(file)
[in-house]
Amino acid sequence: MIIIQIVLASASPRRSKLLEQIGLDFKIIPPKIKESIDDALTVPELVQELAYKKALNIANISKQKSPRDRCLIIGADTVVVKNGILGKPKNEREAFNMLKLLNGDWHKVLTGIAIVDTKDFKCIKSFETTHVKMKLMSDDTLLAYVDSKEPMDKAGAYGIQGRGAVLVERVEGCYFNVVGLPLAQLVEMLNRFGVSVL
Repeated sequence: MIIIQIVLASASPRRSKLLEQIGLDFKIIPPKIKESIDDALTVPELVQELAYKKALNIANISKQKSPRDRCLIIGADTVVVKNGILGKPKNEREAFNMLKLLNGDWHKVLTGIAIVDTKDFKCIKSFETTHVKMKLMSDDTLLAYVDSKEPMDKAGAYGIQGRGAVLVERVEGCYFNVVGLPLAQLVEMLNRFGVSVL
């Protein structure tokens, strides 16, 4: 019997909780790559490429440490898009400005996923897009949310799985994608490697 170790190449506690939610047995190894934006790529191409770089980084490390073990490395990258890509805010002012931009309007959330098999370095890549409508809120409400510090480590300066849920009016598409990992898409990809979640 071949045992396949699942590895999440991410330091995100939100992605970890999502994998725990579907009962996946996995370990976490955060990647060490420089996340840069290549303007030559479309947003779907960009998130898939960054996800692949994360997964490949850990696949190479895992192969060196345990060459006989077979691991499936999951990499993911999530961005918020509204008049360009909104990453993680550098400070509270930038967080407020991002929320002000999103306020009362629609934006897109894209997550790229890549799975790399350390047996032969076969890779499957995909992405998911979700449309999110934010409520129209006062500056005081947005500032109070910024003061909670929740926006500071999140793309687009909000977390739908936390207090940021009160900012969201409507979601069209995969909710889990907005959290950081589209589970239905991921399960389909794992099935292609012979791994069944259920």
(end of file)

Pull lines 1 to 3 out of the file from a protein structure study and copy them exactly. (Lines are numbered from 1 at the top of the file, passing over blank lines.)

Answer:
[in-house]
Amino acid sequence: MIIIQIVLASASPRRSKLLEQIGLDFKIIPPKIKESIDDALTVPELVQELAYKKALNIANISKQKSPRDRCLIIGADTVVVKNGILGKPKNEREAFNMLKLLNGDWHKVLTGIAIVDTKDFKCIKSFETTHVKMKLMSDDTLLAYVDSKEPMDKAGAYGIQGRGAVLVERVEGCYFNVVGLPLAQLVEMLNRFGVSVL
Repeated sequence: MIIIQIVLASASPRRSKLLEQIGLDFKIIPPKIKESIDDALTVPELVQELAYKKALNIANISKQKSPRDRCLIIGADTVVVKNGILGKPKNEREAFNMLKLLNGDWHKVLTGIAIVDTKDFKCIKSFETTHVKMKLMSDDTLLAYVDSKEPMDKAGAYGIQGRGAVLVERVEGCYFNVVGLPLAQLVEMLNRFGVSVL